Bring Elsa Home – the human heartache behind global child abduction statistics

By Kate Banerjee, head of our Children’s Department and a Member of the International Child Abduction and Custody Unit.

You may have seen our client Naomi Button propelled back into the media spotlight this week on her tenacious campaign to find her daughter Elsa Salama, abducted in Egypt in December 2011.

Naomi and I were invited to participate in media interviews to coincide with a report highlighting a 40 per cent increase over the last year in global family disputes, including kidnapping of children by a parent. The report was published by the Office of the Head of International Family Justice for England and Wales which is brought in to help deal with international family disputes, including some abduction and child custody cases. The office handled three new cases in its first year in 2005, increasing to 65 in 2008, 180 in 2011 and 253 in 2012.

The renewed media interest in Naomi’s case followed the initial publicity in January this year – which revealed how six year old Elsa was abducted by her father Tamer Salama during a family trip to Egypt.

The plight of cases such as Elsa’s highlighted the human heartbreak behind the annual report. We are hugely grateful to Clive Coleman, the BBC’s Legal Correspondent, BBC News, BBC News online, Sky News, ITV’s Daybreak, BBC Radio 4 Today, BBC Radio 5 Live Victoria Derbyshire Show, Frances Gibb, legal correspondent at The Times, BBC Radio Leeds and Radio Aire for helping to further boost awareness of the challenges facing Naomi in her campaign to bring Elsa home to Leeds.

As specialists in all areas of family law, at Jones Myers we are well aware of this significant rise in parental child abductions. The increase in International marriages and relationships – coupled with the high rate of family separation – means that we often see cases of parental child abduction when there is a family breakdown and one parent or the other may return to their home country.

It was heartening to hear Lord Justice Thorpe, co-author of the report, calling for wider judicial communication and I support his call to encourage more countries to sign up to the Hague Convention which brings reciprocal judiciary arrangements whereby judges in each country will communicate to help return children. Recent good news has seen Pakistan’s interim law minister indicate that the government plans to ratify the 1980 Hague Convention on the Civil Aspects of Child Abduction. This is a positive step forward for the return of children from a country that has one of world’s highest rates of child abduction.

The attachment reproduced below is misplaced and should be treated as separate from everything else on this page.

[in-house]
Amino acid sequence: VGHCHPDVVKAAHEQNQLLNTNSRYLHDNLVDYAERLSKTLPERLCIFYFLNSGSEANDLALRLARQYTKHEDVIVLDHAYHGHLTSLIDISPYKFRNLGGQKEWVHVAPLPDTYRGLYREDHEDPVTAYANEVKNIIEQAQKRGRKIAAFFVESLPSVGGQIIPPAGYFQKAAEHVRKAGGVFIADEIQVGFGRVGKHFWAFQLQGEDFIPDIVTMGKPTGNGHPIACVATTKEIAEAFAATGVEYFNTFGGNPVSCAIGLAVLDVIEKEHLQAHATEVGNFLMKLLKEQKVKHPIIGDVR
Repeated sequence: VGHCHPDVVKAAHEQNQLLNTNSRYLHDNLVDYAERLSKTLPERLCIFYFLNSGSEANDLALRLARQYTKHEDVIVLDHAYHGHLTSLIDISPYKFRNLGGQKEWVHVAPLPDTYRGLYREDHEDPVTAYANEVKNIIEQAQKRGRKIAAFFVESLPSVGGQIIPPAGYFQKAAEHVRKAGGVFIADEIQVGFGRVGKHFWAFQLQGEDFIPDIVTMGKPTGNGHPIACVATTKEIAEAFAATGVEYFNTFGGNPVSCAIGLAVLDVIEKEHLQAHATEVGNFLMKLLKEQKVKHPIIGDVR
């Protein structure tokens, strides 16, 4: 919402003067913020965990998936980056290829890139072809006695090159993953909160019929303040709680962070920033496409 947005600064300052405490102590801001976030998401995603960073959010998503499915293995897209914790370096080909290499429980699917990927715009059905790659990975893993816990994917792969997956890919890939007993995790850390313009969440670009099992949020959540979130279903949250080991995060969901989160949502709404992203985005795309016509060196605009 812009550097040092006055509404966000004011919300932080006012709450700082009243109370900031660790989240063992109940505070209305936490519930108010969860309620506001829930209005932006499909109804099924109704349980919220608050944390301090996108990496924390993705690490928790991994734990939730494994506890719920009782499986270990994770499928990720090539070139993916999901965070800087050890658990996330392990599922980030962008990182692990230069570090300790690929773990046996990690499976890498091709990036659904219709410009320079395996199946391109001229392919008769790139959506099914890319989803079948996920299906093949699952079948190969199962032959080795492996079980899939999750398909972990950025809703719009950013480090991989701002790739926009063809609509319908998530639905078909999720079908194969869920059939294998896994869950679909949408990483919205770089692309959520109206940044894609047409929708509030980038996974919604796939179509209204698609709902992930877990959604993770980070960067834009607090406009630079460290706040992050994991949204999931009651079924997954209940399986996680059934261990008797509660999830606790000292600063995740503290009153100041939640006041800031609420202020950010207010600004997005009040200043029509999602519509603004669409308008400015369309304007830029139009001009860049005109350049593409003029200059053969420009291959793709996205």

While The Office of the Head of International Family Justice for England and Wales has been able to help some parents, the annual report highlights the challenges that others like Naomi face when a child is abducted to a country outside of the Hague Convention.

Egypt – like half of the world’s countries – is not a signatory to the Hague Convention.  Despite having a custody order in Egypt and an order in England and Wales for the return of Elsa to her mother, Elsa’s whereabouts remain unknown.  We do not have the benefit of this judicial collaboration and assistance where a judge in England could call a judge in Egypt to help find Elsa and return her to Naomi.

Naomi’s plight has brought messages and social media posts from parents concerned about their own children. Here are some of my preventative tips:

  • Apply to the Court for a Prohibited Steps Order (PSO); this prevents either parent from taking their children to any specific events or any trips without the express permission of the other parent.
  • Ensure that contact is supervised and in extreme cases, you may wish to stop contact altogether.
  • Keep passports safe and consider depositing them with a solicitor.
  • Contact the Passport Agency and ask them to block the other parent from applying for a new passport.
  • Notify the school about who is allowed to collect your child from school.
  • If you receive a threat of child abduction or if your child has been abducted: Contact the police immediately who can issue a port alert to airports and ferry terminals – A recent photo of your child and the other parent and details of the airport or destination you think they may be heading to will help the police to focus their search.
  • Contact Reunite, the UK’s International Child Abduction Charity which operates a 24 hour emergency helpline 0116 2556234.
  • Seek legal advice immediately.

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